Simon Monjack – who was left devastated when his actress wife died last December aged just 32 – was discovered unconscious by Brittany’s mother Sharon at his Los Angeles home last night at around 9.30pm.
She immediately dialled 911 but Simon, 39, was pronounced dead by paramedics after attempts to resuscitate him were unsuccessful.
It is believed he suffered a heart attack and his passing is being treated by Los Angeles police as unexplained.
A death investigation is now underway, according to website TMZ.
Popular VideoThis young teenage singer was shocked when Keith Urban invited her on stage at his concert. A few moments later, he made her wildest dreams come true.
Following Brittany’s death on December 20, the British screenwriter – who was left out of her will – had spoken out about their life together saying they were planning to start a family.
He said: “She knew her career wasn’t in the best place. She was ready to kind of be a mother and that was what a lot of the talk was about.
“We were discussing children the night before she passed. We were discussing baby names. A boy would have been Oliver and a girl would have been Sophie. That was the plan, to move to New York and to start a family.”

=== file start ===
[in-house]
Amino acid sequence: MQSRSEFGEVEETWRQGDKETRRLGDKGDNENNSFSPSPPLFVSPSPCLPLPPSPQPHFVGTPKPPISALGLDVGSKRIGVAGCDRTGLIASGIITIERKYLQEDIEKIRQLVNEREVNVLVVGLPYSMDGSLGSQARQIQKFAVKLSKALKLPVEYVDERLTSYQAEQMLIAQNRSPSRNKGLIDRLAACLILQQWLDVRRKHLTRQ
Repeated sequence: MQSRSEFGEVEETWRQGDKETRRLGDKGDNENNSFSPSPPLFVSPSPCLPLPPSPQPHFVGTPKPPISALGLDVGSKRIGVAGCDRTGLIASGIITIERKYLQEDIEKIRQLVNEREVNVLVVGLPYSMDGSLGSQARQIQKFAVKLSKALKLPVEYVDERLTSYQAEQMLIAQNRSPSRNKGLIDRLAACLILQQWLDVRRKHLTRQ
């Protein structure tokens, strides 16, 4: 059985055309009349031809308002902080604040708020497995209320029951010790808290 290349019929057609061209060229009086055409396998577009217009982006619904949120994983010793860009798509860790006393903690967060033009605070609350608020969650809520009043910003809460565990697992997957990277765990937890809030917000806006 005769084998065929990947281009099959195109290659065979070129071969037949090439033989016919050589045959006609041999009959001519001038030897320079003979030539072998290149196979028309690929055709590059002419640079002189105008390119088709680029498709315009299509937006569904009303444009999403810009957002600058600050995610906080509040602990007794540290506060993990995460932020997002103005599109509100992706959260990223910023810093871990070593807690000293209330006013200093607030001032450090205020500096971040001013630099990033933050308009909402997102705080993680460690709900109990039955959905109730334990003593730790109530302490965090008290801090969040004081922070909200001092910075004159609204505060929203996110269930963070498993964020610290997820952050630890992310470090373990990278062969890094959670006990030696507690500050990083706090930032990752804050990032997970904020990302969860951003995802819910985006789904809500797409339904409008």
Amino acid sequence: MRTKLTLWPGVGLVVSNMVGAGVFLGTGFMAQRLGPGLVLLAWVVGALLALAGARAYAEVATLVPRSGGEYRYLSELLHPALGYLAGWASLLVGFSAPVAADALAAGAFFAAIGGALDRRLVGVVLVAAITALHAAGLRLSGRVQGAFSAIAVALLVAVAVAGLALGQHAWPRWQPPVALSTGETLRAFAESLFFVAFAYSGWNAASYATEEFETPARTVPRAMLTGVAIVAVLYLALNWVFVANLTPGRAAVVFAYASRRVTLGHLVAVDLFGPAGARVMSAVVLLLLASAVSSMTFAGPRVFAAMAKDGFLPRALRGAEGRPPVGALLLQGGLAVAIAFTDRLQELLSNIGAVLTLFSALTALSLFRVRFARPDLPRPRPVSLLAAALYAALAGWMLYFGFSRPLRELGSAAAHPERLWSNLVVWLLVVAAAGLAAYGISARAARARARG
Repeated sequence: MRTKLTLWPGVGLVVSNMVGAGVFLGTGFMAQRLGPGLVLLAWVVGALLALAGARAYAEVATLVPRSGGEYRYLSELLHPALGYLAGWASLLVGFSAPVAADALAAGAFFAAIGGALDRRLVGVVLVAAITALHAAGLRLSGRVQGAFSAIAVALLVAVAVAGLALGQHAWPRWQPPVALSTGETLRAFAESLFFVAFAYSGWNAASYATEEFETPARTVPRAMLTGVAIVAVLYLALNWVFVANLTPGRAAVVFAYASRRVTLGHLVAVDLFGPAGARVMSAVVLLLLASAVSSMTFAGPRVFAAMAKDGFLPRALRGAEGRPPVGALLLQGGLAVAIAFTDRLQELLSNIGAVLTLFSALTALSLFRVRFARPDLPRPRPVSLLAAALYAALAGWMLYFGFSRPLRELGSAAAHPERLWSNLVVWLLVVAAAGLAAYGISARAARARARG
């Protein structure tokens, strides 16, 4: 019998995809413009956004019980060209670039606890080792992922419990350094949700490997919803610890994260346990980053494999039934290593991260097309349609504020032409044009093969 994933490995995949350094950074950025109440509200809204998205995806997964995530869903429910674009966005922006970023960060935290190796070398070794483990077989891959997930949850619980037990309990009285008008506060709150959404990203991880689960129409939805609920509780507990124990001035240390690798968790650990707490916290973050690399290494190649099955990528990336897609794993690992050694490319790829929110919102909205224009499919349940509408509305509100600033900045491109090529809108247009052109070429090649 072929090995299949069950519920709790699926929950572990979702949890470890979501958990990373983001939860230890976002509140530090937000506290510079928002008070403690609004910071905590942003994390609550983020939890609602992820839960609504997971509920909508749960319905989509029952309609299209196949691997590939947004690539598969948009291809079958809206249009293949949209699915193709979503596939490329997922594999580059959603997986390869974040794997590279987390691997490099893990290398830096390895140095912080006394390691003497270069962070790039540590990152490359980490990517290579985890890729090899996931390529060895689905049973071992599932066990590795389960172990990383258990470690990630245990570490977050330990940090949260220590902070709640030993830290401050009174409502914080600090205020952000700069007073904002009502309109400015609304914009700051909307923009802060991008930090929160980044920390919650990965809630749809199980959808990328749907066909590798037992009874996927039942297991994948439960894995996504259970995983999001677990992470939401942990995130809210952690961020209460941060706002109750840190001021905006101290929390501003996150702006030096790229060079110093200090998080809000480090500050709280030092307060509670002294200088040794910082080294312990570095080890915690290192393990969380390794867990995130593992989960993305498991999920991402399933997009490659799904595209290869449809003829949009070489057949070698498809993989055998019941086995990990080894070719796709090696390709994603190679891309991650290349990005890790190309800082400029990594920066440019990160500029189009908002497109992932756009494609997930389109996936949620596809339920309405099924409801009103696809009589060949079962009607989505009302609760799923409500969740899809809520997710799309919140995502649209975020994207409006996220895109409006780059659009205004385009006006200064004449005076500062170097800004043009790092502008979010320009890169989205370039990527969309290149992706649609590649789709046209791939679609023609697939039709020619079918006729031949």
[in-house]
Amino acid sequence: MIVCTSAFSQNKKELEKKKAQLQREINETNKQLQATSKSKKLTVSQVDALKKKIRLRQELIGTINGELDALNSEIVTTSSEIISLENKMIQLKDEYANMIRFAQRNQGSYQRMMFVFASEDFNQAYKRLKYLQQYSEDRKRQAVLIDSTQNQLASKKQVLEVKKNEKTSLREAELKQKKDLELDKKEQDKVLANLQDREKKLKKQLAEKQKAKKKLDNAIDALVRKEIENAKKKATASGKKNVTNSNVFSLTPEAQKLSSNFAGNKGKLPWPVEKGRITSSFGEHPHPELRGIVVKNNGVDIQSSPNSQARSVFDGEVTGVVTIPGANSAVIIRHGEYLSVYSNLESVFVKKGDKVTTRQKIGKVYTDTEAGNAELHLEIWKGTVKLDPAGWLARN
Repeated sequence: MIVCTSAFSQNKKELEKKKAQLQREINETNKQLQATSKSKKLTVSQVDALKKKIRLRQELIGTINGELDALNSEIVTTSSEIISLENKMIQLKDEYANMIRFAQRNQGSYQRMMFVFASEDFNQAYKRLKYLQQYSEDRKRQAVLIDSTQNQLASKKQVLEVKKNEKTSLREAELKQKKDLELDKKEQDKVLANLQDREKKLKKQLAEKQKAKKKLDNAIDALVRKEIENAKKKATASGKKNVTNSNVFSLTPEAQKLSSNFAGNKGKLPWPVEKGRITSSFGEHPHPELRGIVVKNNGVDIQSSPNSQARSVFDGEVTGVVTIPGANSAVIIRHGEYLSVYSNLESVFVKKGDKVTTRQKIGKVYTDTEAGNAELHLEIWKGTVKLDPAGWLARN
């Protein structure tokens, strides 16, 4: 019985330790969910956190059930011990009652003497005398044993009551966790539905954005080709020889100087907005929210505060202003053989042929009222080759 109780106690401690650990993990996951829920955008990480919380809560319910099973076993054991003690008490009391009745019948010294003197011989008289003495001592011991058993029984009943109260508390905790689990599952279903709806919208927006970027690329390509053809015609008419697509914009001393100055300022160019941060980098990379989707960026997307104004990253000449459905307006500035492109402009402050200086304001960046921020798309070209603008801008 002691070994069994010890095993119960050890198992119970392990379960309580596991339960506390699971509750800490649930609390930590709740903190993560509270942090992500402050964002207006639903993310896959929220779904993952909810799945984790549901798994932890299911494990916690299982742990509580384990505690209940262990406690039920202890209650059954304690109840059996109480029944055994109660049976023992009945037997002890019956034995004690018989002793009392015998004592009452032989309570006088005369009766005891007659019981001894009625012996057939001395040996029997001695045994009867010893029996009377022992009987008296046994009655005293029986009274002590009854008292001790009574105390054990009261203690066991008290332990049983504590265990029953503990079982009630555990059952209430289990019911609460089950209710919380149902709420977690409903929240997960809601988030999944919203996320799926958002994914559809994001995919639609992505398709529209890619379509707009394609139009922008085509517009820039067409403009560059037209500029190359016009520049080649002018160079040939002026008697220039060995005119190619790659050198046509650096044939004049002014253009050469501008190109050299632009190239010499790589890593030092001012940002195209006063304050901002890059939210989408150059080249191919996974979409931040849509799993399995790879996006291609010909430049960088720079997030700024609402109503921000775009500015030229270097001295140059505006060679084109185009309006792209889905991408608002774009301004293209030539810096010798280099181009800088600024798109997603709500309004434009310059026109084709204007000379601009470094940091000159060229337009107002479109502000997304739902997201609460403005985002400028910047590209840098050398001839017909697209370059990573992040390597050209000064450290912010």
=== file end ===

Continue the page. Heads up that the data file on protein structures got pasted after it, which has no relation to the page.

He also revealed how he felt “vindicated” by her autopsy report after the enquiry into her death showed she had no history of drug abuse.
Popular VideoThis young teenage singer was shocked when Keith Urban invited her on stage at his concert. A few moments later, he made her wildest dreams come true:
He said: “Although Brittany’s autopsy report was incredibly shocking and sad to the family – her mother Sharon Murphy and I both shed tears – we are vindicated in that we always said Brittany never did any kind of illegal substances and that the medication she was taking was the medication found in her system. We hope now that people will understand the legacy of Brittany Murphy and the incredible body of work of Brittany Murphy.
“I am so sad that we are living in a culture of rumor and I just wish that people would understand that sometimes out of every tragedy can come some good.”